Foul balls in the field of dreams
John McCutcheon, an American folk singer and a baseball catcher during his youth, often captures what is right or wrong in this nation via his lyrical musings.
I occasionally agree with his politics, though most often I don’t. But I always agree with his main impulse because it favors folks over the phony, fun over the fatuous, wry humor over banal bunk.
As summer faded, I spent time with McCutcheon and thousands of our mutual friends on fairgrounds in a little western Kansas town called Winfield. It was the site of the 39th Walnut Valley Association Festival and the National Flat-picking Championships.
McCutcheon, this year’s central headliner, was performing at his 28th straight festival. I’ve attended 20 the past quarter century. It replenishes my soul and reminds me we live in the best place on earth, despite the thoughtless ways in which we befoul it.
My spouse/best friend dragged me thrice this year to hear McCutcheon (Winfield features four days of festival fare on multiple stages) and bought me one of his CDs.
Though I favor the bluegrass groups to the one-performer folky parts of the festival, I enjoy it all and was ecstatic to get the CD.
It is McCutcheon’s Sermon on the Mound, a smorgasbord of 16 baseball songs. The singer-songwriter says correctly in his liner notes that the songs deal with more than just gamesmanship.
“Instead,” he said, “they’re about family and neighborhood, teamwork and sacrifice, heroism and hypocrisy, friendship and fair play, wisdom and weakness. It’s about the joy of fathers and sons playing catch. Life in all its beauty, and frailty.”
He calls them love songs “for those small things we each try to do right in this life. Amen.”
I recount all of this not as a “What I Did On My Vacation” essay, but to look more closely at what I call conservative—in the best sense of that harried and misunderstood term. Two of McCutcheon’s songs—“Doin’ My Job” and “Cross That Line”—may make my point best.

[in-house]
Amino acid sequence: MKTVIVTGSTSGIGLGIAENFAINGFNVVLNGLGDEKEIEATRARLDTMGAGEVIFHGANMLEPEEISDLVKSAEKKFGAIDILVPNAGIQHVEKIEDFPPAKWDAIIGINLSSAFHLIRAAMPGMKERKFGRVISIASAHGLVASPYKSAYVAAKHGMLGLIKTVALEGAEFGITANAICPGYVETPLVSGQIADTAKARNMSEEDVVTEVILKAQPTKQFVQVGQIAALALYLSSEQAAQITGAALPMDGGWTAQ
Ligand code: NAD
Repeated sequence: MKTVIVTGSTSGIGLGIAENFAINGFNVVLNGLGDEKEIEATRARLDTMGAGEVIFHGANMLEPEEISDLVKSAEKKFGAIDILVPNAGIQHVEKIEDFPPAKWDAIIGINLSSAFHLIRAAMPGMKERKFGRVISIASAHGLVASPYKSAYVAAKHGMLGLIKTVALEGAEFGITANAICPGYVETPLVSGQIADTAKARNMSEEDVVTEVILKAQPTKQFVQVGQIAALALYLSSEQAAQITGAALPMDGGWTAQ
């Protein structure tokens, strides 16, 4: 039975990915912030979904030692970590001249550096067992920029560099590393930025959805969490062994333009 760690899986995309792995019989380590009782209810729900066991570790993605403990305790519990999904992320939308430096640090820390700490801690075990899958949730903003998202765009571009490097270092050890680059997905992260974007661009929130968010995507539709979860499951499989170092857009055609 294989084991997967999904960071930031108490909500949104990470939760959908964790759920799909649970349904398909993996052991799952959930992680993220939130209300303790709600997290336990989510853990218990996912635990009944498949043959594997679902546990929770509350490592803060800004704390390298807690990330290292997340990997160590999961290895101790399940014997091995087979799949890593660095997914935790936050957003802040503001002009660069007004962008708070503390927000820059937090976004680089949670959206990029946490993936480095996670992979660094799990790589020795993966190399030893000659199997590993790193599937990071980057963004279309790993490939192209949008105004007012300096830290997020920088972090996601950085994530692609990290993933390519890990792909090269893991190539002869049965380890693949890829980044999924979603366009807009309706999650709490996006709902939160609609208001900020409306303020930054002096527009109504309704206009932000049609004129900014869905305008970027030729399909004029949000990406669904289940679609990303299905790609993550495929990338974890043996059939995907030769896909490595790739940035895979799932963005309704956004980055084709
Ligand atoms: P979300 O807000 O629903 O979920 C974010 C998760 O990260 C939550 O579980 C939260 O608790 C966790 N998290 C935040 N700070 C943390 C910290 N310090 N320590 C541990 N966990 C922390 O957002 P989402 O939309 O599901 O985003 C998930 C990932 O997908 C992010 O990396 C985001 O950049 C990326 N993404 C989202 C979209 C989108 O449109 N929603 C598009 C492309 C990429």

Cal Ripken Jr. in 1995 broke Lou Gehrig’s consecutive games record, going on to play 2,632 in a row overall. As Ripken got honored for surpassing Gehrig’s standard, the infielder said he was just doing his job.
McCutcheon turned that into a song praising all who handle jobs day in and day out, living in a fashion conserving the best that is in us.
In “Cross That Line,” Pee Wee Reese—a Kentucky product and favorite of Cincinnati Reds fans, despite being the Brooklyn Dodgers’ shortstop—won praise for upbraiding Reds fans in 1947 as they taunted Jackie Robinson, the man who crossed the major leagues’ color line. How?
Reese called time during scurrilous verbal abuse, walked over and threw his arm around his second baseman’s shoulder to chat with the black man. The crowd reacted with stunned silence. That also is life and represents conserving the best that is in us.
Real conservatives do their jobs and respect others for doing theirs, even if they don’t agree with the manner in which the jobs get done. Let’s do our jobs like Cal Ripken Jr., and keep our heads like Reese and Robinson.
We can disagree, respectfully, with the first man to break the presidential color barrier. Let’s not taunt him with scorn and display ignorance of this nation’s finest conservative principle: freedom to choose, right or wrong.
Let’s stop befouling our field of dreams.